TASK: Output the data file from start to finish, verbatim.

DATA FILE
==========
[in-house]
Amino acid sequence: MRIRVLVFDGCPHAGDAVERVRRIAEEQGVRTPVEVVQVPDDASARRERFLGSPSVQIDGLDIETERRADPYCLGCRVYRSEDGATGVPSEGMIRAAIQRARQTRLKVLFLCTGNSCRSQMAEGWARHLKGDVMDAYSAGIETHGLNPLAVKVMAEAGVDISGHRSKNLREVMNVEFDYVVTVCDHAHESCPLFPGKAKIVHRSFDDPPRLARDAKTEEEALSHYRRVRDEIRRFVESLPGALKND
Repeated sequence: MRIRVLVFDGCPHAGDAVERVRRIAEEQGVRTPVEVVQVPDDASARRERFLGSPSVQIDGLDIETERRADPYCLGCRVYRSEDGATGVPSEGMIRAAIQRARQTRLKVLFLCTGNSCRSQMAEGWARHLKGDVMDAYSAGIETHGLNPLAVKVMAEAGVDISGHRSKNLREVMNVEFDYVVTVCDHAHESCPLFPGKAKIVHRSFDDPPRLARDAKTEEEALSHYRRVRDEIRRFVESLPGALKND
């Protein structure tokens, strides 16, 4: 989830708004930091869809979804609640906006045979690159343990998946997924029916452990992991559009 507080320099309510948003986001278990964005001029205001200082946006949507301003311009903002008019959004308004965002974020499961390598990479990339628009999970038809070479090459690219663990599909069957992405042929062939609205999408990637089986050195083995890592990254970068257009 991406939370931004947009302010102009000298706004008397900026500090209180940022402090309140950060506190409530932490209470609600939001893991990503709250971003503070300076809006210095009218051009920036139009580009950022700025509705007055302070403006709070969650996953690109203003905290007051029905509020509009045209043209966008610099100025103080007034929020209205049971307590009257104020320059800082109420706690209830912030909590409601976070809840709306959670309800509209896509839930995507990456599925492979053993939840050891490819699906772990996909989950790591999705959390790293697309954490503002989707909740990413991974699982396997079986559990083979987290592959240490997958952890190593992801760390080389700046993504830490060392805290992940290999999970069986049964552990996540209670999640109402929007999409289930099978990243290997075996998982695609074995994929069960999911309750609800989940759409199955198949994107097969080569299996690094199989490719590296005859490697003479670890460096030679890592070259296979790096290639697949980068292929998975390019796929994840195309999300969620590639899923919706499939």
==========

[in-house]
Amino acid sequence: MRIRVLVFDGCPHAGDAVERVRRIAEEQGVRTPVEVVQVPDDASARRERFLGSPSVQIDGLDIETERRADPYCLGCRVYRSEDGATGVPSEGMIRAAIQRARQTRLKVLFLCTGNSCRSQMAEGWARHLKGDVMDAYSAGIETHGLNPLAVKVMAEAGVDISGHRSKNLREVMNVEFDYVVTVCDHAHESCPLFPGKAKIVHRSFDDPPRLARDAKTEEEALSHYRRVRDEIRRFVESLPGALKND
Repeated sequence: MRIRVLVFDGCPHAGDAVERVRRIAEEQGVRTPVEVVQVPDDASARRERFLGSPSVQIDGLDIETERRADPYCLGCRVYRSEDGATGVPSEGMIRAAIQRARQTRLKVLFLCTGNSCRSQMAEGWARHLKGDVMDAYSAGIETHGLNPLAVKVMAEAGVDISGHRSKNLREVMNVEFDYVVTVCDHAHESCPLFPGKAKIVHRSFDDPPRLARDAKTEEEALSHYRRVRDEIRRFVESLPGALKND
């Protein structure tokens, strides 16, 4: 989830708004930091869809979804609640906006045979690159343990998946997924029916452990992991559009 507080320099309510948003986001278990964005001029205001200082946006949507301003311009903002008019959004308004965002974020499961390598990479990339628009999970038809070479090459690219663990599909069957992405042929062939609205999408990637089986050195083995890592990254970068257009 991406939370931004947009302010102009000298706004008397900026500090209180940022402090309140950060506190409530932490209470609600939001893991990503709250971003503070300076809006210095009218051009920036139009580009950022700025509705007055302070403006709070969650996953690109203003905290007051029905509020509009045209043209966008610099100025103080007034929020209205049971307590009257104020320059800082109420706690209830912030909590409601976070809840709306959670309800509209896509839930995507990456599925492979053993939840050891490819699906772990996909989950790591999705959390790293697309954490503002989707909740990413991974699982396997079986559990083979987290592959240490997958952890190593992801760390080389700046993504830490060392805290992940290999999970069986049964552990996540209670999640109402929007999409289930099978990243290997075996998982695609074995994929069960999911309750609800989940759409199955198949994107097969080569299996690094199989490719590296005859490697003479670890460096030679890592070259296979790096290639697949980068292929998975390019796929994840195309999300969620590639899923919706499939």